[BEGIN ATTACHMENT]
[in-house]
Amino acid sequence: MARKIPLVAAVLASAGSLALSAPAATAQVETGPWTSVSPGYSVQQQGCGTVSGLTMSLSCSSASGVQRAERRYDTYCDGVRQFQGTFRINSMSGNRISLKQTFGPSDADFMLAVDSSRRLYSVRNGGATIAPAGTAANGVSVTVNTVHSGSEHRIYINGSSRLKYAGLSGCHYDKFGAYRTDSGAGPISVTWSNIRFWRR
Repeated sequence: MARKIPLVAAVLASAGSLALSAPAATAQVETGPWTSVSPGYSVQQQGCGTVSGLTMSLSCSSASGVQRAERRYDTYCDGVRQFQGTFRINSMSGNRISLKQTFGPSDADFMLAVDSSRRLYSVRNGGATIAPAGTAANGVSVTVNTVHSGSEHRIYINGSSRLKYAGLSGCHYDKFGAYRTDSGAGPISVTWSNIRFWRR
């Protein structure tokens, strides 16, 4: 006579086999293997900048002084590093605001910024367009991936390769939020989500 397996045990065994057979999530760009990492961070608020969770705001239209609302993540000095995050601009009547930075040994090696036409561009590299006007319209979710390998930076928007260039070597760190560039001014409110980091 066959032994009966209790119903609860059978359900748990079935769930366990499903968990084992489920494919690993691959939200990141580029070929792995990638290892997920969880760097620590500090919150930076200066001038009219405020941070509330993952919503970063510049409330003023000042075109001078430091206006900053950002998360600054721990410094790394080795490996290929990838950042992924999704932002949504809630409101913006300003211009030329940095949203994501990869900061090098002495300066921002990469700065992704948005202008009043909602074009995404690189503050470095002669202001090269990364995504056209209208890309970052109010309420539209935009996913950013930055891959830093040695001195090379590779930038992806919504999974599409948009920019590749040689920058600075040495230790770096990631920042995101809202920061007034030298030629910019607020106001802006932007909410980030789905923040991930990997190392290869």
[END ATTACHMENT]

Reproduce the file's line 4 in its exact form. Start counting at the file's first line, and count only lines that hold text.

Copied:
């Protein structure tokens, strides 16, 4: 006579086999293997900048002084590093605001910024367009991936390769939020989500 397996045990065994057979999530760009990492961070608020969770705001239209609302993540000095995050601009009547930075040994090696036409561009590299006007319209979710390998930076928007260039070597760190560039001014409110980091 066959032994009966209790119903609860059978359900748990079935769930366990499903968990084992489920494919690993691959939200990141580029070929792995990638290892997920969880760097620590500090919150930076200066001038009219405020941070509330993952919503970063510049409330003023000042075109001078430091206006900053950002998360600054721990410094790394080795490996290929990838950042992924999704932002949504809630409101913006300003211009030329940095949203994501990869900061090098002495300066921002990469700065992704948005202008009043909602074009995404690189503050470095002669202001090269990364995504056209209208890309970052109010309420539209935009996913950013930055891959830093040695001195090379590779930038992806919504999974599409948009920019590749040689920058600075040495230790770096990631920042995101809202920061007034030298030629910019607020106001802006932007909410980030789905923040991930990997190392290869």